How to Endanger the Sale of Your Seller Carry Back Note: Lose the Original
You may not be able to sell your note if you can’t produce the original.
The original note is the “green stuff,” it’s the currency, it’s “the thing you’re selling.” A copy just won’t do! The original John Henry (signature) of the Buyer/Payor, even if it’s not very attractive, fluid or sophisticated, is the silver lining in your paper.
And it kind of makes sense, doesn’t it? Would you be able to pay your mortgage by sending in a nice copy of your check to Bank of America? Or Bear Sterns, or Lehman Brothers? (OK, maybe the last two . . . they’re used to losses these days and probably wouldn’t notice).
If I’m buying your note, I want to be the legal holder of the note, so I need:
- the original note in my possession
- the note properly endorsed to me (“For value received, Pay to the Order of Dawn Rickabaugh, with recourse” and it must be signed and dated by the Note Seller)
If the original note is in my possession, and is properly endorsed to me, then I am a holder-in-due-course, which gives me some substantial protection should any legal issues arise.
Right now I am working with a probate attorney in Los Angeles who is liquidating an estate holding a $500,000 seller carry back note, secured by a commercial property in Redondo Beach. I was able to offer the estate more than the Payor on the note was offering.
When I last spoke with the attorney, he said all the beneficiaries/heirs were scrambling to find the original note. No one knew where it was. Perhaps the escrow company still has it in their file, but they really need to find it, or things get a lot more complicated.
Do yourself a favor, when you carry back paper: keep the original note, deed of trust, Buyer’s credit application (1003) and credit report all together in a very safe place. And keep a very good payment history to be able to prove that you have a performing asset.
There are insured safekeeping companies who will hold the documents for the note owner….much like a stock brokerage offers to hold your stock certificates. Pretty cool, cuz note ownership can change hands while the note can stays in the same place.
“Real” mortgages, funded and then sold by financial institutions, have to be “certified” by the safekeeping company….this means an inventory list of all documents associated with the MIQ (“Mortgage in Question”) file has to be accounted for and signed, thus Certifying that the mortgage, note, and associated documentation are, in fact, in the vault of the safekeeping company. Somebody goes to jail or writes a big check if they lie about what’s in the vault.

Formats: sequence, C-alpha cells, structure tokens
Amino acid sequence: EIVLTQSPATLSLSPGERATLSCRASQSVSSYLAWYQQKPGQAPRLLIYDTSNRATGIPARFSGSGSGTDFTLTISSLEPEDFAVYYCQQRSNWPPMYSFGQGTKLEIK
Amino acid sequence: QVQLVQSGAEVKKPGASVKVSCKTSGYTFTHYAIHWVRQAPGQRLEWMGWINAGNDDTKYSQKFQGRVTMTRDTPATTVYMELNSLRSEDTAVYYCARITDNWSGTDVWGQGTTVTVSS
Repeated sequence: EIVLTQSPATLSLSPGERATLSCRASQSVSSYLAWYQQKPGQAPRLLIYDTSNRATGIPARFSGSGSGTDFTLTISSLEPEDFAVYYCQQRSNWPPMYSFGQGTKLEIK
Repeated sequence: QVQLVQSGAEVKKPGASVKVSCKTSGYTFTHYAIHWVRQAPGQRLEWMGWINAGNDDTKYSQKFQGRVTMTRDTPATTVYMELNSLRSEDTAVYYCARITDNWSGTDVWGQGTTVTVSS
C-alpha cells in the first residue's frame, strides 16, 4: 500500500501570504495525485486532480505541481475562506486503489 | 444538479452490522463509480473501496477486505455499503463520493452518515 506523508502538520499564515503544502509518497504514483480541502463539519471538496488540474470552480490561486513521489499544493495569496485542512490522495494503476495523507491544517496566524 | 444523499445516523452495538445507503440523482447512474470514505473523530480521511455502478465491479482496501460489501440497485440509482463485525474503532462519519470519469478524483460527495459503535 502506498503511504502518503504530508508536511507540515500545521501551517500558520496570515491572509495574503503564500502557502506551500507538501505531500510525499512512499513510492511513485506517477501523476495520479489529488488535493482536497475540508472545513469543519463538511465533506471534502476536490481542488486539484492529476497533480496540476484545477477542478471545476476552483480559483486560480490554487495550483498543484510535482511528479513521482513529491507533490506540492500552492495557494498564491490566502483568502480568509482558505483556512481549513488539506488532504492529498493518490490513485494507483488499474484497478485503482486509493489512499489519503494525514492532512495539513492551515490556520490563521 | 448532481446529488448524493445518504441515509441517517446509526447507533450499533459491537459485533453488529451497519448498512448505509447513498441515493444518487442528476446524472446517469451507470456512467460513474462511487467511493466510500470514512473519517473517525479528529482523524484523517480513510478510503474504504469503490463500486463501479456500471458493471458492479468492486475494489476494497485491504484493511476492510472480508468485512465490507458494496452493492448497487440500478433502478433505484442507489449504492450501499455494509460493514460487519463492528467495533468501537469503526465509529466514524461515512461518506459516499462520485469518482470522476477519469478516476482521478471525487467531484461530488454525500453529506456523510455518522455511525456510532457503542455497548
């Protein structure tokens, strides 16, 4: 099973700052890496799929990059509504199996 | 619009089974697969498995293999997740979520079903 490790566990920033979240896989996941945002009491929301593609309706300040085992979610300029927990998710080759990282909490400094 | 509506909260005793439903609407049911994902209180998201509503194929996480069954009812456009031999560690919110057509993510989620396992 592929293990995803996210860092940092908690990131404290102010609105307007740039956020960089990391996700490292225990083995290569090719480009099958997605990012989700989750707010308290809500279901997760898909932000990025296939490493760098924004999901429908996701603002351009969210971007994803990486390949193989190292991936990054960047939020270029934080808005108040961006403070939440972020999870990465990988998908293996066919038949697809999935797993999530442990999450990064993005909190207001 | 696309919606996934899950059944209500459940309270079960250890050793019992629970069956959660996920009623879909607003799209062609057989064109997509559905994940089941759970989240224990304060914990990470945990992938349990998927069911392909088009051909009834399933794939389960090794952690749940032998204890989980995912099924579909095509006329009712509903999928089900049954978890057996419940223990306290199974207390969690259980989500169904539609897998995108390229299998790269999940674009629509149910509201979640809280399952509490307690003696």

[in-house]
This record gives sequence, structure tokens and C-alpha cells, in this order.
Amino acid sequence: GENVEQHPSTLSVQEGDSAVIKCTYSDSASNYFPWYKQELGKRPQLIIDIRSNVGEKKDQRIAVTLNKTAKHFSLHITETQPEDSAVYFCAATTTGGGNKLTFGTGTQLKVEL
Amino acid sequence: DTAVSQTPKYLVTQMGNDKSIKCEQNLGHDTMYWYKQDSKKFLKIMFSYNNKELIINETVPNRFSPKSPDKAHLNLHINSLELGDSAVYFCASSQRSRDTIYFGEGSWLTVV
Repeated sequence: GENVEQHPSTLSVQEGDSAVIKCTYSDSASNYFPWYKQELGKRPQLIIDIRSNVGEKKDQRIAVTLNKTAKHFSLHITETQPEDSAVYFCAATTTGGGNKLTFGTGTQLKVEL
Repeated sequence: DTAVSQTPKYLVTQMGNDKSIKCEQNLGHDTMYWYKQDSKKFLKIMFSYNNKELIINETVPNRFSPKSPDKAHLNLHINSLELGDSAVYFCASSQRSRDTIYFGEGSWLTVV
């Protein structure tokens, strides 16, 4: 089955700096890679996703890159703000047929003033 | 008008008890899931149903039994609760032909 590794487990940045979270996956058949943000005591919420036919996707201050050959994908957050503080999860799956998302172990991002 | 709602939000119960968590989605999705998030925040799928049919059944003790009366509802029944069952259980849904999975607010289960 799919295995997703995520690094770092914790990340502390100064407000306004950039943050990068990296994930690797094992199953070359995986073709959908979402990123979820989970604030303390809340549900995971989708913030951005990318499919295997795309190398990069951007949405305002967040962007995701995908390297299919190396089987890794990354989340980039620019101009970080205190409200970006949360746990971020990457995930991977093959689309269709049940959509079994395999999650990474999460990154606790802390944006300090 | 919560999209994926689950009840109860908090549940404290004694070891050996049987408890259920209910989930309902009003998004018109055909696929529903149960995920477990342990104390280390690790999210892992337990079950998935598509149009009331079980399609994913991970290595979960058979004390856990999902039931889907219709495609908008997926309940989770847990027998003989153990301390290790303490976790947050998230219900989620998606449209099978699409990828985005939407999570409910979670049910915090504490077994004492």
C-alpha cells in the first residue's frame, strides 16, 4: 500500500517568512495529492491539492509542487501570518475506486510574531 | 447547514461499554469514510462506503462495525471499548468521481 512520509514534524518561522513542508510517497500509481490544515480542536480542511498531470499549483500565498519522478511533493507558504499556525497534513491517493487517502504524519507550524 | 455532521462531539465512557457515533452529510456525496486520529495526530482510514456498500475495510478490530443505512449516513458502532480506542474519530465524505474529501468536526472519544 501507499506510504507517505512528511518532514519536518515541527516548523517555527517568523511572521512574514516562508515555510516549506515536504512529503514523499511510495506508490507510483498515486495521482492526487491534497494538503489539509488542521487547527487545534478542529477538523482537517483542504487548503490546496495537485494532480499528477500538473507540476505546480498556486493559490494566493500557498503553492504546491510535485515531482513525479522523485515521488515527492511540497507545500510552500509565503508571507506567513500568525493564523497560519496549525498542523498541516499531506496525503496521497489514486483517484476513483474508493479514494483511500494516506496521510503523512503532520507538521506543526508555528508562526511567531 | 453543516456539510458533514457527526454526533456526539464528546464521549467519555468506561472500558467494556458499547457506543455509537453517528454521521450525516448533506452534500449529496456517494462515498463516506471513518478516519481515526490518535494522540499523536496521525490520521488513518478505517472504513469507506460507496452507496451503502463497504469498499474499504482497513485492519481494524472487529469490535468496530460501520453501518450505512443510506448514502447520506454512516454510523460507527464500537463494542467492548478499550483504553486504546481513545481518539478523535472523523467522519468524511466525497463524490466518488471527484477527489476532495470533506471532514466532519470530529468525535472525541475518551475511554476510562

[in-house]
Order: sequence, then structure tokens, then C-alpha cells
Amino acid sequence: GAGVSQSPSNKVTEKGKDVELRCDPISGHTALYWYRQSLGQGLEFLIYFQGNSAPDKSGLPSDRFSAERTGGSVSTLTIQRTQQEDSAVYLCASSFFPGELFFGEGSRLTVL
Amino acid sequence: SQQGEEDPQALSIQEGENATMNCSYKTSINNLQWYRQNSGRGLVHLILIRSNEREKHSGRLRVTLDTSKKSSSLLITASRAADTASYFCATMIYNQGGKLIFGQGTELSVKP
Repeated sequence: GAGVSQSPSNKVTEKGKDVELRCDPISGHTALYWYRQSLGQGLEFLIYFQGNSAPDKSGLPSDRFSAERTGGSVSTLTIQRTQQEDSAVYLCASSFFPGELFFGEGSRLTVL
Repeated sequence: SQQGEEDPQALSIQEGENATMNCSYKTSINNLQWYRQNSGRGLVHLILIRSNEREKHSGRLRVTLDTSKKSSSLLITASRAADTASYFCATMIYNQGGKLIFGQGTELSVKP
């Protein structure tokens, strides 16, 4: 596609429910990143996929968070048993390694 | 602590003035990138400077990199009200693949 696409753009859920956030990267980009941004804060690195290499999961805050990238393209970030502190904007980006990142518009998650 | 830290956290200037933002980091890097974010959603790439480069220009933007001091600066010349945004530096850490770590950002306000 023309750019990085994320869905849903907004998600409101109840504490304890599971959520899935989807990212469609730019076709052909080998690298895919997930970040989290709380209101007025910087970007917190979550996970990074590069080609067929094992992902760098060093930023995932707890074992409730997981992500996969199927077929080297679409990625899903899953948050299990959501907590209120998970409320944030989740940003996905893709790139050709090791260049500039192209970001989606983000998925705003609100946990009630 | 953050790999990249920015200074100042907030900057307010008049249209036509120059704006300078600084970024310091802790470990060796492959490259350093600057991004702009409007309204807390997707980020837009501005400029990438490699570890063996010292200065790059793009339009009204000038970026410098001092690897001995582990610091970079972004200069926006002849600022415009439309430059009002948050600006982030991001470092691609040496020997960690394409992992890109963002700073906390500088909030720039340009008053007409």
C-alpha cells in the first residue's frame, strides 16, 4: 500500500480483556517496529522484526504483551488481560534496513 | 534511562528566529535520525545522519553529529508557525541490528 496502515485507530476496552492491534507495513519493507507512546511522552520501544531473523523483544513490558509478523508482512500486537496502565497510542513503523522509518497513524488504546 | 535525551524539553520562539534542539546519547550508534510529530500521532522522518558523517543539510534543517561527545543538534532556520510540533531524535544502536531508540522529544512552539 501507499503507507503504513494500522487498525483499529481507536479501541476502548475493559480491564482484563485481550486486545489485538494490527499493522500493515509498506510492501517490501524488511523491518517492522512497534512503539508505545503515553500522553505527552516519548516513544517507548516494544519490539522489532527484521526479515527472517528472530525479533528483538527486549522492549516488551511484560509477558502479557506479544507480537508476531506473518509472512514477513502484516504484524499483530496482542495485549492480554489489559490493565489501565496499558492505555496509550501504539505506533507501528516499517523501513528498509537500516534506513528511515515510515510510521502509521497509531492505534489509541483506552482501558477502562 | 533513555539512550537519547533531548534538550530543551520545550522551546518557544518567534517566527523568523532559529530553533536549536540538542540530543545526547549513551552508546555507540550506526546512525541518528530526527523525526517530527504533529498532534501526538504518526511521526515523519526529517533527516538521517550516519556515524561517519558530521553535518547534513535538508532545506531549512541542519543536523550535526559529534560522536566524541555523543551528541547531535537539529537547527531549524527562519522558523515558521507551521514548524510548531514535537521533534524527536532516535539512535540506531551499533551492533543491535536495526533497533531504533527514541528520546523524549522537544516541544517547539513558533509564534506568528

This is great information! It makes sense and I’d never thought of that for private note holders. My questions is this:
To be a holder-in-due-course, I need to have possession of the note. If I don’t have physical possession, I wonder if I am jeopardized in any way? I heard of one situation where the “possession” was challenged because the note servicer had the original note, not the note holder. Doesn’t make sense, though, because if I put it in a safe deposit box, someone could argue that the bank had possession, not me, which is ridiculous!
Great contribution. Thanks!
As the Seller Finance Evangelist for the largest 3rd party long-term escrow servicer in the US maybe I can shed some light on this question.
Being a Holder-In-Due-Course (HDC) has less to do with physical “possession” and more to do with the fact that you purchased (otherwise defined as taking possession – not necessarily physically) of the instrument (in this case the note) without any apparent defect in the instrument nor any notice of dishonor (Black’s Law Dictionary 2nd Pocket ed. 2001 pg. 322).
Per most servicing agreements with the note servicer you can have access (physically) to the note at anytime – effectively giving you possession (just like you would have if you kept the document in a safe deposit box).
The “challenge” you mentioned was probably the only way the attorney involved could justify their fees.
Seller Finance Evangelist
Thank you so much for your insight and information. I really appreciate the clarification.
One of the great things about blogging is that you often have the opportunity to attract people who know a lot more than you do, just by starting a conversation!
And I love your title… Seller Financing Evangelist, that’s perfect!
what happened to all the notes held by Alliance Bancorp or those other financiers which failed? Most were sold to Chase, GMAC, etc., but what are those really? Assignments, servicers? its confusing…and in the end, who can collect if the note isn’t paid?